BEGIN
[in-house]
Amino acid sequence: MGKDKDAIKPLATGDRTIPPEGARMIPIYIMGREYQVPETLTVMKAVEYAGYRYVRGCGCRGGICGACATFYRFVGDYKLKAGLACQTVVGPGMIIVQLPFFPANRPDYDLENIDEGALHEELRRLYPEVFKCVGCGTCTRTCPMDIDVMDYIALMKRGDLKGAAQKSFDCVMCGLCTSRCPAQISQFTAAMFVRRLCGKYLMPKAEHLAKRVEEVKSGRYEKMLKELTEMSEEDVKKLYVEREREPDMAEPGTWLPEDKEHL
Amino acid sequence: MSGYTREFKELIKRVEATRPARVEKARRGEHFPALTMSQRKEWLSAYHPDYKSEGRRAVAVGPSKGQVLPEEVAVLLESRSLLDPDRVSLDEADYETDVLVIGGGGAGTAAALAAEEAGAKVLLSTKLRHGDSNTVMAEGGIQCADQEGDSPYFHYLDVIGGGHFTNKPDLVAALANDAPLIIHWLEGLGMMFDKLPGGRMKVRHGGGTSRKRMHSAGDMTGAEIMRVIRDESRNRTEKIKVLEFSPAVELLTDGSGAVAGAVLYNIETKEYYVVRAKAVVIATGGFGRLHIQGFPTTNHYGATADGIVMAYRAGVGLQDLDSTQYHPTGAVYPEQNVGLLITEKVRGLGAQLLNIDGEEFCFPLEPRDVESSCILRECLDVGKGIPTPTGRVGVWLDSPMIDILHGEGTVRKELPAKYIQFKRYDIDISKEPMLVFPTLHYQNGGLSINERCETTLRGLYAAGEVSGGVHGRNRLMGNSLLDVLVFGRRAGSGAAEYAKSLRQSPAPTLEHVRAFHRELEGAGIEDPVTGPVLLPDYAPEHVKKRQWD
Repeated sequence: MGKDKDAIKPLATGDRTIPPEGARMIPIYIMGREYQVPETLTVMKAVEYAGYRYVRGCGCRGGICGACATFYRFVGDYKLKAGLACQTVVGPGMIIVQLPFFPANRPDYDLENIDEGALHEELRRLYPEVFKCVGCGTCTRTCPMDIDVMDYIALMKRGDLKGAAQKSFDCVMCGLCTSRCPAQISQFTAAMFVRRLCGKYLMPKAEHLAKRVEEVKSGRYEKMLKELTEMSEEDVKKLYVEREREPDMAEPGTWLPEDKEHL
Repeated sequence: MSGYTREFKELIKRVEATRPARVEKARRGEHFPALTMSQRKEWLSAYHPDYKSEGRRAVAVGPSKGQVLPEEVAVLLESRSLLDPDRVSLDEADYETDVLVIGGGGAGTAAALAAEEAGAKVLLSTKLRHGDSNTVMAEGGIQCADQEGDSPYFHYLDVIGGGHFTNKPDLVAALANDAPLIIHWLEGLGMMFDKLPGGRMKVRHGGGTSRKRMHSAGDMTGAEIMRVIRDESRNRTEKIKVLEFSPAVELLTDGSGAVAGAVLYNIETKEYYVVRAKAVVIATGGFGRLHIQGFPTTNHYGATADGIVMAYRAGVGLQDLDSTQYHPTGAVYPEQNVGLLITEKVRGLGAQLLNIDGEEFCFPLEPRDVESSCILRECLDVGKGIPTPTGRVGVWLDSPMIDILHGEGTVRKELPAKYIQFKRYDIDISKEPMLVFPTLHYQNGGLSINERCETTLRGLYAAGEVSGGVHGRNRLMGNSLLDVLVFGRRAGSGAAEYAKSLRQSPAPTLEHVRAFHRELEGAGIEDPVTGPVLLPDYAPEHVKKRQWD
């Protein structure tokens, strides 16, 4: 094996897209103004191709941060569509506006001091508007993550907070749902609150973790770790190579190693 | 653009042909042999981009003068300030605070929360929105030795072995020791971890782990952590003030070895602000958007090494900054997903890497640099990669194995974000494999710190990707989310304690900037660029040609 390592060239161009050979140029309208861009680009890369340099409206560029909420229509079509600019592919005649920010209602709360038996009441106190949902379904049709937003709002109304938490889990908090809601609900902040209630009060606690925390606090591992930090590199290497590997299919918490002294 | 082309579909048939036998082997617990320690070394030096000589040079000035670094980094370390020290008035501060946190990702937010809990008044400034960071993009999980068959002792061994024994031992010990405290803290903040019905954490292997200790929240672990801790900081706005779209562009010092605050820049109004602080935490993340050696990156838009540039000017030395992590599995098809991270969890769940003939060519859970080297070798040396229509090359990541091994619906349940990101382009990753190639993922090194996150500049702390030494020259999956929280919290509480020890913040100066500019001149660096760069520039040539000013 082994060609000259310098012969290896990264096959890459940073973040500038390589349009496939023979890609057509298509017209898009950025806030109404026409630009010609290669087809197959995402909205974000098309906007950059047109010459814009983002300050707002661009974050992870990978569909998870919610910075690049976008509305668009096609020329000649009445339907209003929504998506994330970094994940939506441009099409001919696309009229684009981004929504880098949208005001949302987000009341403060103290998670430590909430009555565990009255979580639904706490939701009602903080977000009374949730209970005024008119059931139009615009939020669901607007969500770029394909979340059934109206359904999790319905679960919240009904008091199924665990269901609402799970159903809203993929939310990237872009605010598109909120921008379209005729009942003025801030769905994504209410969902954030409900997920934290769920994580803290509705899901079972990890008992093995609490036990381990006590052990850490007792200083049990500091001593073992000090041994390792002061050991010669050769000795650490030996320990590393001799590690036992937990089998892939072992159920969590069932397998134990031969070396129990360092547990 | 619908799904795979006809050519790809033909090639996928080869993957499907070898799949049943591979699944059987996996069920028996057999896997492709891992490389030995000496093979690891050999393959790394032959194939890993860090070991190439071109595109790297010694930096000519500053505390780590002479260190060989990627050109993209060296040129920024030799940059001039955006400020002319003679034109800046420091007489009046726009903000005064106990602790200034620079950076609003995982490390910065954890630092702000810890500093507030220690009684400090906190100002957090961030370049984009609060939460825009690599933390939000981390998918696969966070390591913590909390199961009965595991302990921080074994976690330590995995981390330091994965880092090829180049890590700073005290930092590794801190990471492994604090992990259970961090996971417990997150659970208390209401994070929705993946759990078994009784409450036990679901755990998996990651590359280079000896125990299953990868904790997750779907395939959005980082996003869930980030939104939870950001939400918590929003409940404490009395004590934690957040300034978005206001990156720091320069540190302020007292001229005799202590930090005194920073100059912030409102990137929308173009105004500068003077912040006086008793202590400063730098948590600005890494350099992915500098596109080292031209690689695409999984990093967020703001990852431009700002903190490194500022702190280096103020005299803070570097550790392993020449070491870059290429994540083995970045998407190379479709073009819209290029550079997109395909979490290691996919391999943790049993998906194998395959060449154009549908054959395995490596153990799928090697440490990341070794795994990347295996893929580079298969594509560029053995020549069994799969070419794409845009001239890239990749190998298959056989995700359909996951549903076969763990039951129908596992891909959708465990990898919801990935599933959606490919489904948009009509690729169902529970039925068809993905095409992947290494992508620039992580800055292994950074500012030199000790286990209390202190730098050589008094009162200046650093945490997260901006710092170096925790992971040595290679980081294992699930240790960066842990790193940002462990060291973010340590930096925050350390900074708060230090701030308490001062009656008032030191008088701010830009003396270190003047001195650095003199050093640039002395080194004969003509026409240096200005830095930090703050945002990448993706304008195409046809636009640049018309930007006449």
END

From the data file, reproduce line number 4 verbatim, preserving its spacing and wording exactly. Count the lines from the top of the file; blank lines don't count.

Repeated sequence: MGKDKDAIKPLATGDRTIPPEGARMIPIYIMGREYQVPETLTVMKAVEYAGYRYVRGCGCRGGICGACATFYRFVGDYKLKAGLACQTVVGPGMIIVQLPFFPANRPDYDLENIDEGALHEELRRLYPEVFKCVGCGTCTRTCPMDIDVMDYIALMKRGDLKGAAQKSFDCVMCGLCTSRCPAQISQFTAAMFVRRLCGKYLMPKAEHLAKRVEEVKSGRYEKMLKELTEMSEEDVKKLYVEREREPDMAEPGTWLPEDKEHL